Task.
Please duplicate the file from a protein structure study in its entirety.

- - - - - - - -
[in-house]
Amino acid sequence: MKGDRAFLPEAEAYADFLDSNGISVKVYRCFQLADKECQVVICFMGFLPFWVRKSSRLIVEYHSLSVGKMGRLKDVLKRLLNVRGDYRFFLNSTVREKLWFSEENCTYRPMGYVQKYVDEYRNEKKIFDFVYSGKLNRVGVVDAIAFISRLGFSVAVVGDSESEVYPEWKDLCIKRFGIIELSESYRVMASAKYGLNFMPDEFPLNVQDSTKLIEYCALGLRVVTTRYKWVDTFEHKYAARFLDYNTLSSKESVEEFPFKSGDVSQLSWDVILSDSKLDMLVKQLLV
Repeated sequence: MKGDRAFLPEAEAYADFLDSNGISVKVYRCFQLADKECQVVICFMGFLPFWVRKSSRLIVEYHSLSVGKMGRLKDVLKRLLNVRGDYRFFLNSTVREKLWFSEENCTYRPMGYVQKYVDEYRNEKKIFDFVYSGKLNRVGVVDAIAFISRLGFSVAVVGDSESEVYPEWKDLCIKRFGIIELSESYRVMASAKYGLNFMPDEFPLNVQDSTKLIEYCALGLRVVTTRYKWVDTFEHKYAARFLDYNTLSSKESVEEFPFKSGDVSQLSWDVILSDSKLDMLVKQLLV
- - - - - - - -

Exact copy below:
[in-house]
Amino acid sequence: MKGDRAFLPEAEAYADFLDSNGISVKVYRCFQLADKECQVVICFMGFLPFWVRKSSRLIVEYHSLSVGKMGRLKDVLKRLLNVRGDYRFFLNSTVREKLWFSEENCTYRPMGYVQKYVDEYRNEKKIFDFVYSGKLNRVGVVDAIAFISRLGFSVAVVGDSESEVYPEWKDLCIKRFGIIELSESYRVMASAKYGLNFMPDEFPLNVQDSTKLIEYCALGLRVVTTRYKWVDTFEHKYAARFLDYNTLSSKESVEEFPFKSGDVSQLSWDVILSDSKLDMLVKQLLV
Repeated sequence: MKGDRAFLPEAEAYADFLDSNGISVKVYRCFQLADKECQVVICFMGFLPFWVRKSSRLIVEYHSLSVGKMGRLKDVLKRLLNVRGDYRFFLNSTVREKLWFSEENCTYRPMGYVQKYVDEYRNEKKIFDFVYSGKLNRVGVVDAIAFISRLGFSVAVVGDSESEVYPEWKDLCIKRFGIIELSESYRVMASAKYGLNFMPDEFPLNVQDSTKLIEYCALGLRVVTTRYKWVDTFEHKYAARFLDYNTLSSKESVEEFPFKSGDVSQLSWDVILSDSKLDMLVKQLLV